A Very Special Scallop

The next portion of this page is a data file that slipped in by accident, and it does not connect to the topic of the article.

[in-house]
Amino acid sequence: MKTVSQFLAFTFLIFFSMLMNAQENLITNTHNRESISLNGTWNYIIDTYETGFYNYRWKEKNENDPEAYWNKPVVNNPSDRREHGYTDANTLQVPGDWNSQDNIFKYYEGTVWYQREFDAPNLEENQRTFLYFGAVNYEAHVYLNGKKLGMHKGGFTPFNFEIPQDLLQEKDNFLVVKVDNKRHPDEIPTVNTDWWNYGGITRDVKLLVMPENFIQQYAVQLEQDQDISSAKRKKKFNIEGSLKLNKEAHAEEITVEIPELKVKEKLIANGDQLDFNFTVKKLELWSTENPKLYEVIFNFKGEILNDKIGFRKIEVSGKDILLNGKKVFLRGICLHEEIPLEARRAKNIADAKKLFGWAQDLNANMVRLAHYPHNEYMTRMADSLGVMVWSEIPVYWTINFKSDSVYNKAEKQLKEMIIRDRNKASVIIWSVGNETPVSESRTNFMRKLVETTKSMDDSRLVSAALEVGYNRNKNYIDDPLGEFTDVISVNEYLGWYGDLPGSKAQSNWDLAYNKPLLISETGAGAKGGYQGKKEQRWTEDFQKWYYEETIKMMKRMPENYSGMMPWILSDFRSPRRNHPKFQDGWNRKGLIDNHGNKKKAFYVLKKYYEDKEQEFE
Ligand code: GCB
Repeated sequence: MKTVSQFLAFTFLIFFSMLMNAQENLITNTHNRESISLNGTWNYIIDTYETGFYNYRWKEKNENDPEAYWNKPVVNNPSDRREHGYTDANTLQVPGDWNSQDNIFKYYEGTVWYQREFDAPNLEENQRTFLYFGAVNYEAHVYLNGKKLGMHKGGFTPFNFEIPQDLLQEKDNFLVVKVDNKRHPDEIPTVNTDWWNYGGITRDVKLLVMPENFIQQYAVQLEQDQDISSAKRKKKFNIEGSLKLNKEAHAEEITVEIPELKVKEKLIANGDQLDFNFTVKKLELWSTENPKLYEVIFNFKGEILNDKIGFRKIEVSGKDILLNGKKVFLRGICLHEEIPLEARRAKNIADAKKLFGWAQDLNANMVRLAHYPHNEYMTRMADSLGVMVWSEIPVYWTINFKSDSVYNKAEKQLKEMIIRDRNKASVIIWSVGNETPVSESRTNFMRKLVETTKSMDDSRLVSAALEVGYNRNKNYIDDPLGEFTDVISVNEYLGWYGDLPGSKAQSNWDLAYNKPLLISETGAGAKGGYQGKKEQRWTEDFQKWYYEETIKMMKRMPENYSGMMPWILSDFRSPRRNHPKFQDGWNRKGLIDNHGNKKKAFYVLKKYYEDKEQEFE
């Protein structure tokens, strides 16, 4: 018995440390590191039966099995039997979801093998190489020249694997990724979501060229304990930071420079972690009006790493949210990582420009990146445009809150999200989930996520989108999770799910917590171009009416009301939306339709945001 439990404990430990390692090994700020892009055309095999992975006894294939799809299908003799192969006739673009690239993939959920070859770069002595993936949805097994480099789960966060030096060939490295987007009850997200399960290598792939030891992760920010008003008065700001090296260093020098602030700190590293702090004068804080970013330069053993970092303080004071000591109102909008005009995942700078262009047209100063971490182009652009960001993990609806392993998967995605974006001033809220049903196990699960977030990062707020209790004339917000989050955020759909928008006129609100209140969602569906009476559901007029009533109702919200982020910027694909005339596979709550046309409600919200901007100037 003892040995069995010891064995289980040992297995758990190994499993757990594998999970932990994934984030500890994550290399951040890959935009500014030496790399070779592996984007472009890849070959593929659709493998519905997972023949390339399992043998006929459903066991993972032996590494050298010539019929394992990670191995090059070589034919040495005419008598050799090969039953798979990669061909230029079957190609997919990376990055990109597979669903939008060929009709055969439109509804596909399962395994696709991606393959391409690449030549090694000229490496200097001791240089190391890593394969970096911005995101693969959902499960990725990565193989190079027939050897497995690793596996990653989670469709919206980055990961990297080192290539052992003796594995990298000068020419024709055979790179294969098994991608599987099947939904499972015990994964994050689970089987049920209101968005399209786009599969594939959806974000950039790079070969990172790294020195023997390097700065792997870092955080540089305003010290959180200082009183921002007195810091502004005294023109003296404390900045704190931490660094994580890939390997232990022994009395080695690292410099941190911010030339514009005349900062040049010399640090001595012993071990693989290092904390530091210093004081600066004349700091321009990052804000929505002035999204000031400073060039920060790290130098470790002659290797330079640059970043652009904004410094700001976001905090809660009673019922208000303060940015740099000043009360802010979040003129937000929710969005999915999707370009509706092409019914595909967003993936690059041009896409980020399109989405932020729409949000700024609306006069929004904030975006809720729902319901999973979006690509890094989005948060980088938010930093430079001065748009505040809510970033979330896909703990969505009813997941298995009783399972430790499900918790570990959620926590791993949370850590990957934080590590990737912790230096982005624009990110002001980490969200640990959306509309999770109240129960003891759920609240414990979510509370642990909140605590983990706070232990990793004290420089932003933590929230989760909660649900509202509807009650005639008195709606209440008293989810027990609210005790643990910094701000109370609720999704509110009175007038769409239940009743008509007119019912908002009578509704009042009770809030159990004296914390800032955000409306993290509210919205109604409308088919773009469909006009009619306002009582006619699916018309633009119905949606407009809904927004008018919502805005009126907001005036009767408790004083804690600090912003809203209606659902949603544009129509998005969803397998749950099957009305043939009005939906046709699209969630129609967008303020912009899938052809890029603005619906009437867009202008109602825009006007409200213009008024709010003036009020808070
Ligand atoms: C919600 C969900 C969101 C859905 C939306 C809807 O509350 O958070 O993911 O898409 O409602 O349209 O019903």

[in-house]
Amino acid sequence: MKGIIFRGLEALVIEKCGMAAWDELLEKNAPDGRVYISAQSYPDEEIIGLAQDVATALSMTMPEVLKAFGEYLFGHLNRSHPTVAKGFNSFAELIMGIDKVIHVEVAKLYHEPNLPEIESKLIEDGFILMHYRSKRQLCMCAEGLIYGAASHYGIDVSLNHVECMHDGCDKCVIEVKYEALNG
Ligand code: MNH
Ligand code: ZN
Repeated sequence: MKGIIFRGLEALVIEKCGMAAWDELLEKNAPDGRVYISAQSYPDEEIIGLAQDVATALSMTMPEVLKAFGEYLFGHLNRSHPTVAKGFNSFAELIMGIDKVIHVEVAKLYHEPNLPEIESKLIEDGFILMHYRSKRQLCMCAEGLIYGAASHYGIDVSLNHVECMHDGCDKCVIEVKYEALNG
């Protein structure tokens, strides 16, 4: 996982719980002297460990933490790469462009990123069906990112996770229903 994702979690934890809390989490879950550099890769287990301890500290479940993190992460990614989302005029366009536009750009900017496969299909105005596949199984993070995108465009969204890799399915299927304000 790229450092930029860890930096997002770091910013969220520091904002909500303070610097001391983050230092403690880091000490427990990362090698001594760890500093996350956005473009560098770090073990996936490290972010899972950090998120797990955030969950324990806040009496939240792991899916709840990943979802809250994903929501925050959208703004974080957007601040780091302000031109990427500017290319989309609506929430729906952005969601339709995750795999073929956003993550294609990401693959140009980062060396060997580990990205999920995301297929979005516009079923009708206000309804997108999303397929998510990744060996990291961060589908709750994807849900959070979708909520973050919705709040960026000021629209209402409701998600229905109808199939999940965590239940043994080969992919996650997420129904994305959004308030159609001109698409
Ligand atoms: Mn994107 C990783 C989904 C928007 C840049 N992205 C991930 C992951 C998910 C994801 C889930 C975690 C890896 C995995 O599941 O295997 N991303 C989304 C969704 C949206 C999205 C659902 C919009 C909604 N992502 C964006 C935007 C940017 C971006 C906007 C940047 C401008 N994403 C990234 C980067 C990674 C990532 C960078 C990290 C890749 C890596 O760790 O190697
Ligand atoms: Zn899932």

Throughout my few decades as a professional malacologist (and shell lover), I often hear the question “What is your favorite shell?” The answer? I confess that I haven’t been consistent, switching from species to species, according to year, mood, location, and circumstances. One species that is dear to my heart is the Mediterranean Scallop, Pecten jacobaeus (Linnaeus, 1758), also known as the Saint James Scallop. In addition to its attractive and well-proportioned shell, the species played (and still plays) a cool cultural role, as the symbol for the Catholic pilgrimage to the shrine of Saint James at Santiago de Compostela in Galicia, northwestern Spain. The strongly concave, lighter-colored bottom valve was used by pilgrims in the Middle Ages as a cup during their long hike along the 500 mile-long Saint James Way (Camino de Santiago). The shell depicted in the photo is part of the National Shell Museum's collection, catalogue number BMSM 23597. Support the great work done by the National Shell Museum Collection Department by donating today.